Colorado River Reckoning: Drought, Climate and Equal Access

The Colorado River supplies water to more than 40 million people across seven states. Lake Mead has fallen to its lowest level since it was filled in the 1930s, which could trigger the first stage of real water cutbacks. For years, “much of the discussion in the Colorado River Basin has been who gets the next drop,” says journalist Luke Runyon. “The conversation very recently has shifted to who has to use less.” In the midst of long-term drought, warming temperatures and decreasing runoff, water managers are gearing up for the next round of negotiations to divvy up the Colorado River’s supply in the future. Tribal water users are hoping to have a bigger say in those basin-wide negotiations, and to finally correct an historic injustice by ensuring universal access to clean water for tribes. Please consider making a tax-deductible donation to support our work. Go to climateone.org/donate to help us reach our goal of $10,000 by July 1. Learn more about your ad choices. Visit megaphone.fm/adchoices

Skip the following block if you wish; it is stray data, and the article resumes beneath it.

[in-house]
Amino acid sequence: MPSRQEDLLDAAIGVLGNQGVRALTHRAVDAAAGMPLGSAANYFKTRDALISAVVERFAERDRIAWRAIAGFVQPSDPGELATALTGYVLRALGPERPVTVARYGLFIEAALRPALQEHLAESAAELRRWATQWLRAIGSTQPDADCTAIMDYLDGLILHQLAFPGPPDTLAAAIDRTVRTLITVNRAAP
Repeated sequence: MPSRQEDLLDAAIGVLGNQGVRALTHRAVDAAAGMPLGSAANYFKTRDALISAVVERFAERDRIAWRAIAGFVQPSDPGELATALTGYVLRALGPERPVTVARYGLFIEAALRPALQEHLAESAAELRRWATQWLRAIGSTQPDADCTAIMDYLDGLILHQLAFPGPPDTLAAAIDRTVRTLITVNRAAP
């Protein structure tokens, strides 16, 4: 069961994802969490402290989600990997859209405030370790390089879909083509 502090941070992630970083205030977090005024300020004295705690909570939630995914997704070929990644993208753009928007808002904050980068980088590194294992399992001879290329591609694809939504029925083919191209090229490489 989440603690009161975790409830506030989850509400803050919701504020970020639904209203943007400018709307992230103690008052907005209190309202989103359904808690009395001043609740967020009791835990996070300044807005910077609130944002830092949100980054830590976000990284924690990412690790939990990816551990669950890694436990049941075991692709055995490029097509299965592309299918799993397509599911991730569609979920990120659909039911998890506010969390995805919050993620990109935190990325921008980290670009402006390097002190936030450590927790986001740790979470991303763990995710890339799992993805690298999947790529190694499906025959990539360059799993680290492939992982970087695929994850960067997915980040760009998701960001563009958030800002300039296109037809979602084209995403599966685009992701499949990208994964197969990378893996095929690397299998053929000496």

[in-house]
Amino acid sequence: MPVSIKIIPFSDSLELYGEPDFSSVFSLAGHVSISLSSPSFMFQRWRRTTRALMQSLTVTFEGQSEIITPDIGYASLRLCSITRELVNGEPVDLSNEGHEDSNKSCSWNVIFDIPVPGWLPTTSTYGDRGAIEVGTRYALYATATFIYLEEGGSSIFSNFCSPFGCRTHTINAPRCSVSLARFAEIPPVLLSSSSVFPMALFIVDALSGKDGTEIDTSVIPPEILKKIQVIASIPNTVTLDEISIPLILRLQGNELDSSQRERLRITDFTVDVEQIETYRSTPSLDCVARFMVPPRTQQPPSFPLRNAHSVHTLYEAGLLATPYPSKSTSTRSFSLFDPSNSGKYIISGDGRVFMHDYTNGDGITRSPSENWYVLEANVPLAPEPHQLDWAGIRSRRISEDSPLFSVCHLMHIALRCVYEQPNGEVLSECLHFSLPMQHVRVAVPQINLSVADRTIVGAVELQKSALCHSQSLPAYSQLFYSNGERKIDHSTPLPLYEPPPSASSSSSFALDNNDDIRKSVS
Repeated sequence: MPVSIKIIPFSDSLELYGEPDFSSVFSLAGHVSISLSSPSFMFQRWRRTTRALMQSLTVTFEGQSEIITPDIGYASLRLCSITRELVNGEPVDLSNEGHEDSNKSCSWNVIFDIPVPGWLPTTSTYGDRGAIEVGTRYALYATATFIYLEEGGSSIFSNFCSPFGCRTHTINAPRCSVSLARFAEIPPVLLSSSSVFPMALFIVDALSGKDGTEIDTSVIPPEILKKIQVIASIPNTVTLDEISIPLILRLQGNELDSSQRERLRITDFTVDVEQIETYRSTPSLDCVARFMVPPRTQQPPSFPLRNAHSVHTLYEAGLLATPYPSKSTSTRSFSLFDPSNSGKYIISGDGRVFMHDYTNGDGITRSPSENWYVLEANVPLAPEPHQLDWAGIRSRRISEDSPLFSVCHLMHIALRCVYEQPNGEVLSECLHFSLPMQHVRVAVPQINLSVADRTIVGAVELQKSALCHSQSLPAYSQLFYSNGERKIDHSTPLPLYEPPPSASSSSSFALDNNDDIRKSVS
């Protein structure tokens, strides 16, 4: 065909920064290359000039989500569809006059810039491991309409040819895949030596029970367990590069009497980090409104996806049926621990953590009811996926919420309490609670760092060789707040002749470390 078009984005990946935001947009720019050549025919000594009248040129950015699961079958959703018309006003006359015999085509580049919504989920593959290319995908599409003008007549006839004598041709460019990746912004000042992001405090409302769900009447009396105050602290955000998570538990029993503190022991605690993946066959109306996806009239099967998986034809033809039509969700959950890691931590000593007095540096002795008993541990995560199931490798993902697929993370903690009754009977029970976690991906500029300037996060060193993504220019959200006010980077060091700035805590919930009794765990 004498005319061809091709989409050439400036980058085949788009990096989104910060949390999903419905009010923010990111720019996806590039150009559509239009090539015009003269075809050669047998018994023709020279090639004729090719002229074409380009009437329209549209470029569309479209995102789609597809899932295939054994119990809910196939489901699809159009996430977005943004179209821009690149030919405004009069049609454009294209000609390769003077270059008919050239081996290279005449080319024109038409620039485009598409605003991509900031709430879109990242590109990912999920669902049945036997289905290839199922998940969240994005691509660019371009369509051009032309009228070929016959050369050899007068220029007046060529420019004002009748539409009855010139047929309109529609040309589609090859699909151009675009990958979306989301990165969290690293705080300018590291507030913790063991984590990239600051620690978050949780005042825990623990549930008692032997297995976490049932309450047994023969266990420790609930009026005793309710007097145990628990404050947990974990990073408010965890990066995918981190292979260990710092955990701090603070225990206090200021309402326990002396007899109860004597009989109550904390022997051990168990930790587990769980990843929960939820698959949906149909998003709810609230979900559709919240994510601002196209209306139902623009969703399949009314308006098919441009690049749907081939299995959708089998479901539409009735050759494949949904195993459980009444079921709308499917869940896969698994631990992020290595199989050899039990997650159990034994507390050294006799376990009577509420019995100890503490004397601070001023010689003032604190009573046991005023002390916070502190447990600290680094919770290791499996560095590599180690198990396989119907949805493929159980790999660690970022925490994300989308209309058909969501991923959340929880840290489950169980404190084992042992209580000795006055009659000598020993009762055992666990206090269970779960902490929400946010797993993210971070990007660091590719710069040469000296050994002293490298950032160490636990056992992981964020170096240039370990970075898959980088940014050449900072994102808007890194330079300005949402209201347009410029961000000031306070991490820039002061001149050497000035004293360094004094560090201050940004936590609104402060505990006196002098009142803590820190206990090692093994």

by Climate One